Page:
Lungs


The *lung* (adjectival form: pulmonary) is the essential respiration organ in all air-breathing animals. The lung's structure has evolved to efficiently enable gas exchange between biological cells and the atmosphere. Read here about how tensegrity concepts explain this structure in humans and other animals.

Lung Structure


In mammals the two lungs are located in the chest on either side of the heart. Their principal function is to transport oxygen from the atmosphere into the bloodstream, and to release carbon dioxide from the bloodstream into the atmosphere. This exchange of gases is accomplished in the mosaic of specialized cells that form millions of tiny, exceptionally thin-walled air sacs called alveoli. To completely explain the anatomy of the lungs, it is necessary to discuss the passage of air through the mouth to the alveoli. Once air progresses through the mouth or nose, it travels through the oropharynx, nasopharynx, the larynx, the trachea, and a progressively subdividing system of bronchi and bronchioles until it finally reaches the alveoli where the gas exchange of carbon dioxide and oxygen takes place. [4]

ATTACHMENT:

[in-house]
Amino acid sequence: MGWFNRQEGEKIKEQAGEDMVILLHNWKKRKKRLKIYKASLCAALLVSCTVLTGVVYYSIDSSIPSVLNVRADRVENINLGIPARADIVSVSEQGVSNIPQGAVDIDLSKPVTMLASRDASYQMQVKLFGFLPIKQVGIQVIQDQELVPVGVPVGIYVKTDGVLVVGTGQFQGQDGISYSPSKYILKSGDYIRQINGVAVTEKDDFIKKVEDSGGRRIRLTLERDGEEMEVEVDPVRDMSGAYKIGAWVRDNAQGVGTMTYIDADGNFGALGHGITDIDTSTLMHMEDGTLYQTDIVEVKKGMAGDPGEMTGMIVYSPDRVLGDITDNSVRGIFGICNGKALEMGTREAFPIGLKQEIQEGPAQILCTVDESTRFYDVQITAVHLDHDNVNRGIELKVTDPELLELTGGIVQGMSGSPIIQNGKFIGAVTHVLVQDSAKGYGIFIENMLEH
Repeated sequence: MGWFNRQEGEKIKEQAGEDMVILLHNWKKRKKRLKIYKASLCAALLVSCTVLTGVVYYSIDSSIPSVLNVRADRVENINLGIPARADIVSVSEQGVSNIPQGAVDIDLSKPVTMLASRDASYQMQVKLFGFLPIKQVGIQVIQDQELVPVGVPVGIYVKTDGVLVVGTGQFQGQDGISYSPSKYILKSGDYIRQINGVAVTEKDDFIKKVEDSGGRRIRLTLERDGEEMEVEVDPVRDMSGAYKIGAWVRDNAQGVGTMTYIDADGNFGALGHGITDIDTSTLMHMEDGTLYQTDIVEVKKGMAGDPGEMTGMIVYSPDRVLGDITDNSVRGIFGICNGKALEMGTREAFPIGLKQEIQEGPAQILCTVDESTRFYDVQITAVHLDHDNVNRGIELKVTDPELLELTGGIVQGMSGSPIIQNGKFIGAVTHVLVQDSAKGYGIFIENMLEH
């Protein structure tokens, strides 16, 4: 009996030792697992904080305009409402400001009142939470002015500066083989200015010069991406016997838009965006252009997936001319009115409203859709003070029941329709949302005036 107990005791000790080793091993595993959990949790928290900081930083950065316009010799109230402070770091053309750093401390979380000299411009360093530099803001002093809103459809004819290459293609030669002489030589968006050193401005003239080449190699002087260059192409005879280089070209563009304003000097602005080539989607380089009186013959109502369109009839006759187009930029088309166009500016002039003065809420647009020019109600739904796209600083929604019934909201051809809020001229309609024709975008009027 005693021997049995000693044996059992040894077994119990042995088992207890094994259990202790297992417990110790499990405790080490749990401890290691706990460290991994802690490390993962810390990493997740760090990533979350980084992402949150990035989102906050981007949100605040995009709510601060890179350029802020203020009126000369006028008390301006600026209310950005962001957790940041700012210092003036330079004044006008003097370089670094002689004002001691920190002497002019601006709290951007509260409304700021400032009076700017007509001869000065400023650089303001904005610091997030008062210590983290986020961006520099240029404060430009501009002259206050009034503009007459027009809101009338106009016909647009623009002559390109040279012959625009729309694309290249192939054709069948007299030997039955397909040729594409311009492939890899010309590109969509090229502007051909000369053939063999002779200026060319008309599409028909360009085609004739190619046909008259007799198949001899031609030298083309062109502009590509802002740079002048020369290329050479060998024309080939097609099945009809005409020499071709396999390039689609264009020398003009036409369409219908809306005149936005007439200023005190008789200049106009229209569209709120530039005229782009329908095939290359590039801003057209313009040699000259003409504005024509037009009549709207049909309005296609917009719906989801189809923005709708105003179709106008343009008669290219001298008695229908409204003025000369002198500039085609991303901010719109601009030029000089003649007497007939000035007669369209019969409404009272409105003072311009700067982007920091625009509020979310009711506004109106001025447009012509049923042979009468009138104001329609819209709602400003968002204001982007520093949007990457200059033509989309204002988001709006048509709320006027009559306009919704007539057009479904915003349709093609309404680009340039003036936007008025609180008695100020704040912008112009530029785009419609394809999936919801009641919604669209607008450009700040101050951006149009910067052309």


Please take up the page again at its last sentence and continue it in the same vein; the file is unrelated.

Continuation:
The drawing and expulsion of air (ventilation) is driven by muscular action. The musculoskeletal system in the lung is structured so that it is stable, yet elastic. In humans, breathing is largely driven by the muscular diaphragm at the bottom of the thorax. Contraction of the diaphragm pulls the bottom of the cavity in which the lung is enclosed downward, increasing volume and thus decreasing pressure, causing air to flow into the airways. The lung tissues and enclosing rib cage itself are structured to expand and contract and enable breathing, like a blacksmith's bellows is structured to inflate and deflate.

Sleep apnea, for example, results when the structure is not stable enough, and the sleeper is periodically oxygen deprived. Lazopoulosa invokes some tensegrity concepts when he describes the upper faryngeal area and its elastic connections. See article.

Bird Lung Tensegrity Structuring


external image 220px-BirdRespiration.svg.png
external image magnify-clip.pngBirds lungs obtain fresh air during both exhalation and inhalation.
Avian lungs do not have alveoli, as mammalian lungs do, but instead contain millions of tiny passages known as parabronchi, connected at either ends by the dorsobronchiand ventrobronchi. Air flows through the honeycombed walls of the parabronchi into air vesicles, called atria, which project radially from the parabronchi. These atria give rise to air capillaries, where oxygen and carbon dioxide are traded with cross-flowing blood capillaries by diffusion.